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California Gov. Gavin Newsom says state is ‘days, not weeks’ away from changes to stay-at-home order – CNBC

California Gov. Gavin Newsom announced that 150 hotels have agreed to give deep discounts to health care workers logging long hours in hospitals while dealing with coronavirus outbreak, during his daily news briefing at the Governor’s Office of Emergency Services in Rancho Cordova, Calif. Thursday, April 9, 2020.

Rich Pedroncelli | Pool | AP

California Gov. Gavin Newsom said Friday that the state is “days, not weeks” away from making significant modifications to its shelter-in-place order and could begin reopening parts of the country’s largest state economy. 

“I feel some confidence over the course of the next week we’re going to be able to make some announcements that will give people some more confidence in the ability for California to get back on its economic feet,” Newsom said.

He said state officials are “very, very close to making some announcements” that will be very meaningful to people in the retail and hospitality industries, including restaurants, although modifications will be in place. 

“If we can hold the line and continue to do good work and just avoid the temptation to get back and congregate with people in ways where we can see an increase in the spread, we’ll get there much sooner than many people perhaps think,” Newsom said. 

He cautioned, however, that the state could set its progress in fighting the coronavirus outbreak back if people congregate and don’t adhere to social distancing guidelines, referencing those who congregated on the state’s beaches last weekend.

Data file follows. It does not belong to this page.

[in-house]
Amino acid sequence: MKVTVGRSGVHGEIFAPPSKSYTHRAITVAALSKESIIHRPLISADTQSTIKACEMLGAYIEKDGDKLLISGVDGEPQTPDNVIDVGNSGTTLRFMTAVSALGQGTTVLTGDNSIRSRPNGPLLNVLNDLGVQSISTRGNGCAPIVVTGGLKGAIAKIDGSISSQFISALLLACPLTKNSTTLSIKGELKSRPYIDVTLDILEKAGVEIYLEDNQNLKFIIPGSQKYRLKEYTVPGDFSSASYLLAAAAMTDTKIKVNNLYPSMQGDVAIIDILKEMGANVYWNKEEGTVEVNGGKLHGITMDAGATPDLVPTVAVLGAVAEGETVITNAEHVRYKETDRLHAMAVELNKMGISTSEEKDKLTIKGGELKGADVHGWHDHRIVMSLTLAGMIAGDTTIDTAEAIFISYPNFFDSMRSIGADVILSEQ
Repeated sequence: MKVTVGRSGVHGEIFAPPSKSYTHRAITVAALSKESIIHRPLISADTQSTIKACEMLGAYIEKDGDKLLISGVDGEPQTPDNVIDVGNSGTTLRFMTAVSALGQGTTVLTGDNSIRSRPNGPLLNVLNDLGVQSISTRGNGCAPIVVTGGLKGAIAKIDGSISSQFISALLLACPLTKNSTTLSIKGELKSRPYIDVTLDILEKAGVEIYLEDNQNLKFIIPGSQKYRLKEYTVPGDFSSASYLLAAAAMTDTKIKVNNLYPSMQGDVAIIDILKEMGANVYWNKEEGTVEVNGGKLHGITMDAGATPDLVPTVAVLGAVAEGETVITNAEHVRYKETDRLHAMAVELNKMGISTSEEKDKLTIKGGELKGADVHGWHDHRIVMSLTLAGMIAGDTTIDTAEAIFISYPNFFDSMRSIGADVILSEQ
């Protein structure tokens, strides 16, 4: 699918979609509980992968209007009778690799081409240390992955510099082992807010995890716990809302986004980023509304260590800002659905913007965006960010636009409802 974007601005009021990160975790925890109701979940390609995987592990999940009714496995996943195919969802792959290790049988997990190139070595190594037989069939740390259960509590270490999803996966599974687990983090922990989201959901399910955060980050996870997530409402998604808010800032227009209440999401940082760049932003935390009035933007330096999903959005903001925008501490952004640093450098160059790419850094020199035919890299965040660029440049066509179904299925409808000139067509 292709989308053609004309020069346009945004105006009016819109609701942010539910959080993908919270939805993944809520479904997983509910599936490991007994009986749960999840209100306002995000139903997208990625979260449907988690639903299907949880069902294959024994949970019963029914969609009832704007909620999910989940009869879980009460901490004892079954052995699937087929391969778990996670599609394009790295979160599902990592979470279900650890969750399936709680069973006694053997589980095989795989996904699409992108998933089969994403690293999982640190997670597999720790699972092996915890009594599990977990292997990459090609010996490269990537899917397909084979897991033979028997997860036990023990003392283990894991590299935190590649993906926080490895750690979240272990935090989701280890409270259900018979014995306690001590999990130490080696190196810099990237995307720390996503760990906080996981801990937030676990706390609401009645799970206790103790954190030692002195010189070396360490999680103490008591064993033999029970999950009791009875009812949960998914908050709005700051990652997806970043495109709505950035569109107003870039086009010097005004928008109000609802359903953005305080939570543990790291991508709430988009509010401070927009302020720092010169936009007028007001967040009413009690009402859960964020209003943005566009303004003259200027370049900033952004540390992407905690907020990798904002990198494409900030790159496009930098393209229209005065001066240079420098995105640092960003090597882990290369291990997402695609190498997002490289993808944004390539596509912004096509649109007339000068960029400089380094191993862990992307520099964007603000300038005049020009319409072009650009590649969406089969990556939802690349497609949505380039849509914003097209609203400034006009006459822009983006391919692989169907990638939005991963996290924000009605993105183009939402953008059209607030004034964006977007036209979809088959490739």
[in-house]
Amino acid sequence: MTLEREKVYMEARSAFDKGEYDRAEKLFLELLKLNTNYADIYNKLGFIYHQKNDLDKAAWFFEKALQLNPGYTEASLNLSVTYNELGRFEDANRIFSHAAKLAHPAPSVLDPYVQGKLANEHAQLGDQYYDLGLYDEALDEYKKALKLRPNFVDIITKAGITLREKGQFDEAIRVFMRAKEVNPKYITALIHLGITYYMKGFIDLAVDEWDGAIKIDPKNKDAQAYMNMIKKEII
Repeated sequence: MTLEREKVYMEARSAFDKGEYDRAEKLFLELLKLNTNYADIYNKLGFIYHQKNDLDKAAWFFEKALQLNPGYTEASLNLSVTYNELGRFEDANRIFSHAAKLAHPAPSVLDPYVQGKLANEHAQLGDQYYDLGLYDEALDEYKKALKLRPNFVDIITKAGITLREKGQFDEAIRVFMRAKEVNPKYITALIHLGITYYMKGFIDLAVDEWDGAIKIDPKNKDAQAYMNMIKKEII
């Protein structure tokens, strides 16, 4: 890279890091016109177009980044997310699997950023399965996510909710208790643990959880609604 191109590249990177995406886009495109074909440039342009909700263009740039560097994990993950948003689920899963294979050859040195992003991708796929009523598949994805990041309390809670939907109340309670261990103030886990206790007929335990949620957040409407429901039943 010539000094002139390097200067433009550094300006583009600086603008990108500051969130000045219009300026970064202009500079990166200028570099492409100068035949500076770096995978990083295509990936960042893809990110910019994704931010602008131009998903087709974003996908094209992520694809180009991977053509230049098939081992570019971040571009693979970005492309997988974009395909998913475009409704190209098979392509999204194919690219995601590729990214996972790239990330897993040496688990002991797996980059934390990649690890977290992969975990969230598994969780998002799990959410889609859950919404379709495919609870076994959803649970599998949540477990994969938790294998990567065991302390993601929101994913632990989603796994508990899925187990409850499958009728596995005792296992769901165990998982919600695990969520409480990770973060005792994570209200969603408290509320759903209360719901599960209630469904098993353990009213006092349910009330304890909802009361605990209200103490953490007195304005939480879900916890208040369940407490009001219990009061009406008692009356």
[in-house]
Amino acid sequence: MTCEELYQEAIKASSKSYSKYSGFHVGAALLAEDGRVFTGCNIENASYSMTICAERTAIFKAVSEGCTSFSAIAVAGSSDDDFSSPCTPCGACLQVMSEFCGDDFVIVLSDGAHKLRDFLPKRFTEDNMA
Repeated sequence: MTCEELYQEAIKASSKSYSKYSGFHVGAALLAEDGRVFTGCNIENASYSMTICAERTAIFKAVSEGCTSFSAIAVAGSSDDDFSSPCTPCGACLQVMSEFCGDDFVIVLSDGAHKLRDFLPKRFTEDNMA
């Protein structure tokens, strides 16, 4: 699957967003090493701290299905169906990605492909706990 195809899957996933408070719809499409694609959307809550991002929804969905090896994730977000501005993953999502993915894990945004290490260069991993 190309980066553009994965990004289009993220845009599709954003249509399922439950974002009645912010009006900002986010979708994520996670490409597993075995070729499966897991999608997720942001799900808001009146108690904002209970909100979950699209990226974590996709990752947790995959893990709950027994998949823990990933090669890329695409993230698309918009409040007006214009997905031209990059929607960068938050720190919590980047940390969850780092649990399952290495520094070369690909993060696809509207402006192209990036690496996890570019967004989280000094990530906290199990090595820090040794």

Newsom said ICU numbers were flat on Thursday and hospitalizations have gone down slightly, too. A bigger decrease: Patients who are in the hospital who are believed to have Covid-19 but haven’t received results are down 14%. He said, however, that the state now has more than 50,000 Covid-19 cases and more than 2,000 people have died. 

California has now conducted more than 655,000 coronavirus tests and averages nearly 25,000 tests per day, Newsom said.

On Thursday, Newsom said he planned to close state and local beaches in Orange County, calling the images of huge crowds that occupied the beaches over the weekend “disturbing.” 

Orange County officials pushed back on the order later Thursday. The city councils for both Huntington Beach and Dana Point voted that evening to take legal action against Newsom’s order to close the county’s state and local beaches. Massive crowds also gathered in Huntington Beach on Friday to protest the order.

Orange County Sheriff Don Barnes said that the order unfairly singled out Orange County beaches. Barnes said the order “is wrong and fails to recognize the sacrifice made by our 3 million residents,” according to a tweeted statement Thursday.

Newsom said he was not surprised by the lawsuits and that he has confidence in local law enforcement to carry out the order. He added that if huge crowds don’t descend on the beaches this weekend, then officials could be in a position as early as Monday or Tuesday to “make some announcements of new strategies and partnerships”to address the large crowds.